Music in Soviet Russia III: From 1953 to the death of Shostakovich

Gareth Curtis

To all appearances, this period of Russian music was dominated by the work of Shostakovich – and, judging by the succession of masterpieces which flowed from his hand, he seems to have thrived creatively in the less repressive years which followed Stalin’s death. Of course, the real picture was far more complicated as composer and state continued their uneasy cat-and-mouse game. Also, though, there are a number of lesser-known but significant composers whose music is well worth exploring: a first group who were roughly contemporary with or slightly younger than Shostakovich, and a second, more radical group who emerged during the 1960s and 70s.

Recommended reading:

  • Schwarz, Music and Musical Life in Soviet Russia: 1917-1981. London, 1983.
  • Tsenova, Underground music from the former USSR. London, 1998.

There are many books about Shostakovich, of which these are a selection:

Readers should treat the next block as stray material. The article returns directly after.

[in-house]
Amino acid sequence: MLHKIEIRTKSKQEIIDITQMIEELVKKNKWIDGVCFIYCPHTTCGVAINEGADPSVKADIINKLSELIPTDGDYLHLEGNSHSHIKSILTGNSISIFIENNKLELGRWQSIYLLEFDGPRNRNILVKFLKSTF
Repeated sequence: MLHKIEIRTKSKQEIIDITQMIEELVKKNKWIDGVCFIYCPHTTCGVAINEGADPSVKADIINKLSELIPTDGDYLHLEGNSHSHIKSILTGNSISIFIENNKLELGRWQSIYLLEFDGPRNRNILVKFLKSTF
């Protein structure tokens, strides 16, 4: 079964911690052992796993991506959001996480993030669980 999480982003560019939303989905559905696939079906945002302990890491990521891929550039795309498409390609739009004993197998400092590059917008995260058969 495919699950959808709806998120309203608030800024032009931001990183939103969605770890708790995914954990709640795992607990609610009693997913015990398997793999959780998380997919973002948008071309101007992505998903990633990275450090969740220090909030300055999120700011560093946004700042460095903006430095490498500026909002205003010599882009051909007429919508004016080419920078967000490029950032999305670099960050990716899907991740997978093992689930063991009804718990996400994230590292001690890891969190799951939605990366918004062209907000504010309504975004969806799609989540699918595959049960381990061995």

• L.E. Fay, Shostakovich: A Life. New York, 1999.
  • MacDonald, The New Shostakovich. London, 1990.
  • Volkov, Testimony: The Memoirs of Dmitri Shostakovich. London, 1987.Wilson, Shostakovich: a Life Remembered. London, 1994.

Six weeks, starting  6th November-11th December, 2017.

Venue:
Brook Road Methodist Church,
Davyhulme,
Urmston
M41 5RQ

Price Concessions Minimum No. Maximum No.
£54 10 30

Please book before 24th October, 2017

To book, complete the MANCENT booking form and send it with payment to

Gareth Curtis, 25 Westbourne Park, Urmston, Manchester, M41 0XR
email: curtismusic@btinternet.com phone:0161 747 8687

Adult Education in Manchester and Cheshire